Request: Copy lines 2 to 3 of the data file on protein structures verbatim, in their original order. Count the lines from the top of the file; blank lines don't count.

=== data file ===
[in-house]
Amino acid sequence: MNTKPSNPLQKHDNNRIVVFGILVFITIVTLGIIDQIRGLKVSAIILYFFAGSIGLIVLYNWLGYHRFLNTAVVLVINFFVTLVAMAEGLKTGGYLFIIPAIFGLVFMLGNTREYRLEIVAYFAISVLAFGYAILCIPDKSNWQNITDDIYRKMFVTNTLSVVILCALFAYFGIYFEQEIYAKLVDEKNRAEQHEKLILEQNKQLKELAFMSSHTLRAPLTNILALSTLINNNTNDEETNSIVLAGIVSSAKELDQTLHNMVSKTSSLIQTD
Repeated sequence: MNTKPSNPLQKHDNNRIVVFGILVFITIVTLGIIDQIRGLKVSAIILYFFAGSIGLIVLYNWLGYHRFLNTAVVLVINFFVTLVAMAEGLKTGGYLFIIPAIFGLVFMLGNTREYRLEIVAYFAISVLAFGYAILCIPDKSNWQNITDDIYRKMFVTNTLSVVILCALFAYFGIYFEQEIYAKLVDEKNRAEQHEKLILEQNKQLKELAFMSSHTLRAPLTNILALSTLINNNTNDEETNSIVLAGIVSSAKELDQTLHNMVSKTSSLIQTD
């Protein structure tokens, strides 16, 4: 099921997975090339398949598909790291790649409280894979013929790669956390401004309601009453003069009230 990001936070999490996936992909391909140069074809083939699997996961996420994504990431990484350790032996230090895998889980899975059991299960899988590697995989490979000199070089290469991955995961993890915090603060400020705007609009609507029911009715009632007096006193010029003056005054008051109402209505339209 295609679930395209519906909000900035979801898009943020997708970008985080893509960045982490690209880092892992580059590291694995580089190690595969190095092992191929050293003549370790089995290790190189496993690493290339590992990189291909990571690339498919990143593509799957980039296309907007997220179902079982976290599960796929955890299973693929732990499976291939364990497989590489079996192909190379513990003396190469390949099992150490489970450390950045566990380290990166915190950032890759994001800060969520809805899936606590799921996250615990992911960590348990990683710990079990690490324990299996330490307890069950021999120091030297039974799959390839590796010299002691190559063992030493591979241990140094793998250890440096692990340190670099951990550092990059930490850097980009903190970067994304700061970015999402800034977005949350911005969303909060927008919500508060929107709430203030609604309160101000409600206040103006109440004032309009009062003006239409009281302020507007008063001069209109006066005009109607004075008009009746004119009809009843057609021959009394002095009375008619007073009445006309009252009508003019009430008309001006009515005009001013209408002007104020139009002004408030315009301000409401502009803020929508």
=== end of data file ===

Amino acid sequence: MNTKPSNPLQKHDNNRIVVFGILVFITIVTLGIIDQIRGLKVSAIILYFFAGSIGLIVLYNWLGYHRFLNTAVVLVINFFVTLVAMAEGLKTGGYLFIIPAIFGLVFMLGNTREYRLEIVAYFAISVLAFGYAILCIPDKSNWQNITDDIYRKMFVTNTLSVVILCALFAYFGIYFEQEIYAKLVDEKNRAEQHEKLILEQNKQLKELAFMSSHTLRAPLTNILALSTLINNNTNDEETNSIVLAGIVSSAKELDQTLHNMVSKTSSLIQTD
Repeated sequence: MNTKPSNPLQKHDNNRIVVFGILVFITIVTLGIIDQIRGLKVSAIILYFFAGSIGLIVLYNWLGYHRFLNTAVVLVINFFVTLVAMAEGLKTGGYLFIIPAIFGLVFMLGNTREYRLEIVAYFAISVLAFGYAILCIPDKSNWQNITDDIYRKMFVTNTLSVVILCALFAYFGIYFEQEIYAKLVDEKNRAEQHEKLILEQNKQLKELAFMSSHTLRAPLTNILALSTLINNNTNDEETNSIVLAGIVSSAKELDQTLHNMVSKTSSLIQTD